Waters Family Crest, Coat of Arms and Name History

Waters Family Coat of Arms

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Waters Coat of Arms Meaning

Waters Name Origin & History

Variations of this name: Water.

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Waters Coat of Arms Meaning

Three of the main heraldic symbols depicted within the Waters Coat of Arms (mistakenly called the Waters Family Crest by those unfamiliar with heraldry and genealogy) are the swan, trefoil, and saltire. wavy.

Wade suggests that the appearance of a swan in a coat of arms is perhaps an indication of a musical person, or a “lover of poetry and harmony”. It is generally shown in a lifelike aspect and coloring, although it may be leaked and legged with other colors. It is a popular charge, both on the shield itself and impress, sometimes sitting and sometimes rising as if about to take off in flight. The swan represents chivalry of knights and may represent his wife or fiancé, God, or the Virgin Mary. In Greek mythology, the swan had erotic undertones as it was associated with the goddess Aphrodite (Roman Venus) and Zeus assumed the form of a swan to sexually seduce Leda. It may also represent poetry and music that is tragic or passionate.

Natural objects abound in heraldry, and one category that gives especial delight are the many flowers and flowering plants that frequently occur. The trefoil may originally have been a representation of a specific plant (perhaps shamrock) but it has been used as a symbol almost since the beginning of heraldry and over time has adopted a stylized aspect. The notable heraldic author Guillim believes that it signifies “perpetuity…the just man shall never wither”.

The saltire is one the major ordinaries, large charges that occupy the whole of the field. Arguably one of the best uses of this device is that of the St. Andrews Cross, a white saltire on a blue background found on the Scottish flag. According to tradition or legend, the apostle Andrew requested the Romans not crucify him in the same shape as the cross of Christ, and hence the angular nature of the cross was granted. The saltire is obviously closely related to the Cross, and Wade in his work on Heraldic Symbology suggests additionally that it alludes to “Resolution”, whilst Guillim, an even more ancient writer, somewhat fancifully argues that it is awarded to those who have successfully scaled the walls of towns in a military campaign or battle! It derives from the Middle French word saulter or saultoir or the Latin saltare, meaning to jump. Water in heraldry is usually represented as a set of horizontal bars in wavy lines, alternately blue and white – barry wavy azure and argent.

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Origin, Meaning and Family History of the Waters Name

Waters Surname Name Meaning, Origin, History, & Etymology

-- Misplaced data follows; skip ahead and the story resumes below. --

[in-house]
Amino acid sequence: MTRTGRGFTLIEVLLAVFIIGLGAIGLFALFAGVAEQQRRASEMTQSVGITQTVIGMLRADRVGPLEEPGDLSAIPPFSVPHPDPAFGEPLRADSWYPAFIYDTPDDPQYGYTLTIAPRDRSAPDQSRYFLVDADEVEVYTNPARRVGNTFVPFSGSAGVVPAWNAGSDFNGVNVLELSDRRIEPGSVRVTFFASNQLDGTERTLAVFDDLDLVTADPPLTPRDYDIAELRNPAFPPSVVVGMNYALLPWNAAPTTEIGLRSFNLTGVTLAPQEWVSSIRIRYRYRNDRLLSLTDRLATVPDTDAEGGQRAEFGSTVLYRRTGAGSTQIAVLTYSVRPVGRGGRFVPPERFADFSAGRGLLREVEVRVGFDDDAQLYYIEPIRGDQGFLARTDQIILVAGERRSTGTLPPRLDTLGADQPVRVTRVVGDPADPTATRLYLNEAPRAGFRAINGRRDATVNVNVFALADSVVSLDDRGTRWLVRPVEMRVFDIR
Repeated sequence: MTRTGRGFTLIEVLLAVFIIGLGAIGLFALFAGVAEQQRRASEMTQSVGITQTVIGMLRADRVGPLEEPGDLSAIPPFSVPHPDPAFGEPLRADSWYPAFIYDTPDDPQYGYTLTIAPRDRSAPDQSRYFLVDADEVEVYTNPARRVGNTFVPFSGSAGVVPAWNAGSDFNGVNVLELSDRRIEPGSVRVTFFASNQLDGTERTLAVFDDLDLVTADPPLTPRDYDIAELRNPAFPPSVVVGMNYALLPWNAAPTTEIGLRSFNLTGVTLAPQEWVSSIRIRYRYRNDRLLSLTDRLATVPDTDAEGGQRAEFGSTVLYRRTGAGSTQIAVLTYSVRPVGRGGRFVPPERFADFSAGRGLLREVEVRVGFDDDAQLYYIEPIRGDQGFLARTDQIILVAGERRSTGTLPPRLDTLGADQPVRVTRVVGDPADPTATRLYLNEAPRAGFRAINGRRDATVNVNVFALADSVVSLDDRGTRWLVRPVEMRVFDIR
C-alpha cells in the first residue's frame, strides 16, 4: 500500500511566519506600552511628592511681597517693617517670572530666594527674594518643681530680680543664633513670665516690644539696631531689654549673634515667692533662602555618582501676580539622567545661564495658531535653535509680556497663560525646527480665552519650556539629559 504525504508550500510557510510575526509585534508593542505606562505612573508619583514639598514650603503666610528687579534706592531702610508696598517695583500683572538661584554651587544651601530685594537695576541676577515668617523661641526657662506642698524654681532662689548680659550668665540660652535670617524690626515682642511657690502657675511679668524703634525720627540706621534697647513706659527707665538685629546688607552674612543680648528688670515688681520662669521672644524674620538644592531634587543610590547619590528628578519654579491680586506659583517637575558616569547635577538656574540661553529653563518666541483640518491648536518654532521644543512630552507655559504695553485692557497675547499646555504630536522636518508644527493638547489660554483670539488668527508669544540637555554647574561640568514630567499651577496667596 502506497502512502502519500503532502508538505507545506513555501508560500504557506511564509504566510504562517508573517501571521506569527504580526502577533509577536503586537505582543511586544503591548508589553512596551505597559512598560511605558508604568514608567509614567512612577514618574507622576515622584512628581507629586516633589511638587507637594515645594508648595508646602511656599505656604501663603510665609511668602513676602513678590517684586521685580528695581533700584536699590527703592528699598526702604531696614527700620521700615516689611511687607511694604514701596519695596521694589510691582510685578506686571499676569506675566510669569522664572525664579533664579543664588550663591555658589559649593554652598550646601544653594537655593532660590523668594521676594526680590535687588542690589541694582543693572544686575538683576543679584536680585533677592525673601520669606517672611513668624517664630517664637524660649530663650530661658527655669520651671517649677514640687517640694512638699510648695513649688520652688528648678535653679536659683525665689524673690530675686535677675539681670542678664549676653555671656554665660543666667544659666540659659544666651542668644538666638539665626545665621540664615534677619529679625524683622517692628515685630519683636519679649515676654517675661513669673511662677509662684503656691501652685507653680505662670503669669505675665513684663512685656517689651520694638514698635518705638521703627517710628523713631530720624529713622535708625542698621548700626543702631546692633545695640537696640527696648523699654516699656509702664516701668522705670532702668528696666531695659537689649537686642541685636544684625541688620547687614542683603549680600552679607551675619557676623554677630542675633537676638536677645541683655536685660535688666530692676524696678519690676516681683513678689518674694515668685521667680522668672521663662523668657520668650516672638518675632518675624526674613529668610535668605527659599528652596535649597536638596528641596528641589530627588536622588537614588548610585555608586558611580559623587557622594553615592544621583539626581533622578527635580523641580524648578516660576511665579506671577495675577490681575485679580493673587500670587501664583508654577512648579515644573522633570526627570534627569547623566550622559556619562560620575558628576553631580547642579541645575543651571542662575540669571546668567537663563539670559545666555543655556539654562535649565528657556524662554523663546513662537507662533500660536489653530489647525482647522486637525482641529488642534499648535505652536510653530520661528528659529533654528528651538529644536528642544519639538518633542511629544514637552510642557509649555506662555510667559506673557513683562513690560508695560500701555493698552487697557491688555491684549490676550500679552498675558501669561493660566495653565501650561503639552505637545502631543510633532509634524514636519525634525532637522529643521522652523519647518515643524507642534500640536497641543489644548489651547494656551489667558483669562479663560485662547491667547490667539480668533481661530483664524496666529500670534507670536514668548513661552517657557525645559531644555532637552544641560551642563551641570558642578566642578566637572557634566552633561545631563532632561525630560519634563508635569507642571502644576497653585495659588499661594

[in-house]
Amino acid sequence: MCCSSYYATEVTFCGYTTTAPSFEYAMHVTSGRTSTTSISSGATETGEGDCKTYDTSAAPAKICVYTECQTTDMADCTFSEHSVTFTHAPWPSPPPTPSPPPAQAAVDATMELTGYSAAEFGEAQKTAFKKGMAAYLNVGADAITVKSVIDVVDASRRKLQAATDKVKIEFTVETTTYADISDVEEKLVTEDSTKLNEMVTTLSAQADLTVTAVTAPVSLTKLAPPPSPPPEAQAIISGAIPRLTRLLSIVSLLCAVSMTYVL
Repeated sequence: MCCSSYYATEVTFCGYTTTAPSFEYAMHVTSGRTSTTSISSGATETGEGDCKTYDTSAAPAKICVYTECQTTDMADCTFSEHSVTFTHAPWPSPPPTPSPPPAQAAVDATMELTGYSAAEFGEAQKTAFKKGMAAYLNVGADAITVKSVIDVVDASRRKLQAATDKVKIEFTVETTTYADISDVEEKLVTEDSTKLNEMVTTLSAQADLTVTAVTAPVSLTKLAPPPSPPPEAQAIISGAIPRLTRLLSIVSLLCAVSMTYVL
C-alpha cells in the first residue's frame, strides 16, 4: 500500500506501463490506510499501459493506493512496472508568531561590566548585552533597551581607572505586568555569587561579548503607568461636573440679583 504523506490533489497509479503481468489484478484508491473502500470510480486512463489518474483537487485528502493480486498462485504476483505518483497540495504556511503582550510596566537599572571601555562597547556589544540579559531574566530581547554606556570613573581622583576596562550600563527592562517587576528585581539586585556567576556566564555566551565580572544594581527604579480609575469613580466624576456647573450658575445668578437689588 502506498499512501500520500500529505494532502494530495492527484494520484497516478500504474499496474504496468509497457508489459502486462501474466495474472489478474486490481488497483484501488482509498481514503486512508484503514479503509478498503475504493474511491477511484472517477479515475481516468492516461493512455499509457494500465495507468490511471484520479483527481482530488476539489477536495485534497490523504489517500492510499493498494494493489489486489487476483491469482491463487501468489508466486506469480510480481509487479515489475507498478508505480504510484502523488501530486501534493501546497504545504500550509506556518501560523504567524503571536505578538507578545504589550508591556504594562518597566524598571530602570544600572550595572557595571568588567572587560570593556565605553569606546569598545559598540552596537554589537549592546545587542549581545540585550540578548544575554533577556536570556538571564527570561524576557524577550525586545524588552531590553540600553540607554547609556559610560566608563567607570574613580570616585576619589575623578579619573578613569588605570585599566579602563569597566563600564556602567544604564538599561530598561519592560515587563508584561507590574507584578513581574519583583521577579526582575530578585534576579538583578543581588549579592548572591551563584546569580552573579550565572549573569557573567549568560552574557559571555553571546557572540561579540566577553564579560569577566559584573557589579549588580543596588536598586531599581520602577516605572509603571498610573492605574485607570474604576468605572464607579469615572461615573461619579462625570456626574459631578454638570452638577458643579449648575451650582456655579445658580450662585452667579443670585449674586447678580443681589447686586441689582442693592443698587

This Anglo-Scottish last name has two origin theories and meanings. First, it is a patronymic/baptismal form (“son of”) of the personal first name (Walter). Walter derives from the medieval personal (first) German/Teutonic masculine given name Walter (or Wolter), deriving from the Old High German Walthari, consisting Old German words wald (rule) and heri (warrior), a name which made its way into France during the reign of Charlemagne in the 800s AD, and then from France into the British Isles at around the time of the Norman Conquest of 1066 AD. The name literally translates to “ruler of the army”. One of its earliest documented uses of this as a first name was in the 6th century AD, when a Waltharim, son of Wacho, King of the Lombards from 539-546 AD, was recorded. There was also a legendary Visigothic King known as Walter of Aquataine who lived in medieval times. Another author states it derives from the Dutch name Wolters, which derives from the Flemish personal name Wouters or Wauters. Second, it is a spelling variant of the English surname Water, deriving from the topographic/geographic surname Attwater or Atwater, denoting someone who lived by water (ex. lake, pond, river, stream, brook, bay), or someone who was from villages named after such features (ex. places in Devon, Lancashire, Dorset, Hertfordshire), or possibly from a place that was used for drinking water (ex. well or pump). In his nineteenth century book, Patronymica Britannica, author Marky Antony Lower states the following in regard to this surname: “In some dialects, the word water is applied to lakes and rivers, as Ullswater, Derwent-water, Black-water. Upon the adoption of surnames by the common people, a person who resided near such a place would be called William or John Atte-Water, still retained in Attwater; but on the omission of the preposition in the XV. century, the name was pluralized to Waters. The latinizations are De Aqua and Ad Aquam”. Third, in some instances in Ireland, it was Anglicized form of several forms of Irish/Gaelix last name that were derives from water (ex. Hiskey, Tydings, Haskin, Whoriskey) or perhaps from MacWalter. One source asserts this family was first established in Shropshire where they held seat (lands, titles, and/or positions) in Ludlow both before and after the Norman Invasion of the British Isles 1066 AD.